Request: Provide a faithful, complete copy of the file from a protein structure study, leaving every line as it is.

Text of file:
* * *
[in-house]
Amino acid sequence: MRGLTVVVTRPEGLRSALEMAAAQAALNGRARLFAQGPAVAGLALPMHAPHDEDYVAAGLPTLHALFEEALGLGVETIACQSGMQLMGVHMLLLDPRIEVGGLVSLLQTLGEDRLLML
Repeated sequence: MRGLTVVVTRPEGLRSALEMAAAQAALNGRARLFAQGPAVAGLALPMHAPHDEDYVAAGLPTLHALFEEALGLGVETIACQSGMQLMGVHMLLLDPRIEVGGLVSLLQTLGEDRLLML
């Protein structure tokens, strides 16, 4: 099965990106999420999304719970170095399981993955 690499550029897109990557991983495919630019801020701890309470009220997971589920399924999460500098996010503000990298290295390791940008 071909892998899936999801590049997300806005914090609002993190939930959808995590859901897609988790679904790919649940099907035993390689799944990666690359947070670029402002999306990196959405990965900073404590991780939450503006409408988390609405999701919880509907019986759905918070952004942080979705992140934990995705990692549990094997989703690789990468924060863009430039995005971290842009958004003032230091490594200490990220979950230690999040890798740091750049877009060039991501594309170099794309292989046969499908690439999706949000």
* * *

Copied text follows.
[in-house]
Amino acid sequence: MRGLTVVVTRPEGLRSALEMAAAQAALNGRARLFAQGPAVAGLALPMHAPHDEDYVAAGLPTLHALFEEALGLGVETIACQSGMQLMGVHMLLLDPRIEVGGLVSLLQTLGEDRLLML
Repeated sequence: MRGLTVVVTRPEGLRSALEMAAAQAALNGRARLFAQGPAVAGLALPMHAPHDEDYVAAGLPTLHALFEEALGLGVETIACQSGMQLMGVHMLLLDPRIEVGGLVSLLQTLGEDRLLML
């Protein structure tokens, strides 16, 4: 099965990106999420999304719970170095399981993955 690499550029897109990557991983495919630019801020701890309470009220997971589920399924999460500098996010503000990298290295390791940008 071909892998899936999801590049997300806005914090609002993190939930959808995590859901897609988790679904790919649940099907035993390689799944990666690359947070670029402002999306990196959405990965900073404590991780939450503006409408988390609405999701919880509907019986759905918070952004942080979705992140934990995705990692549990094997989703690789990468924060863009430039995005971290842009958004003032230091490594200490990220979950230690999040890798740091750049877009060039991501594309170099794309292989046969499908690439999706949000």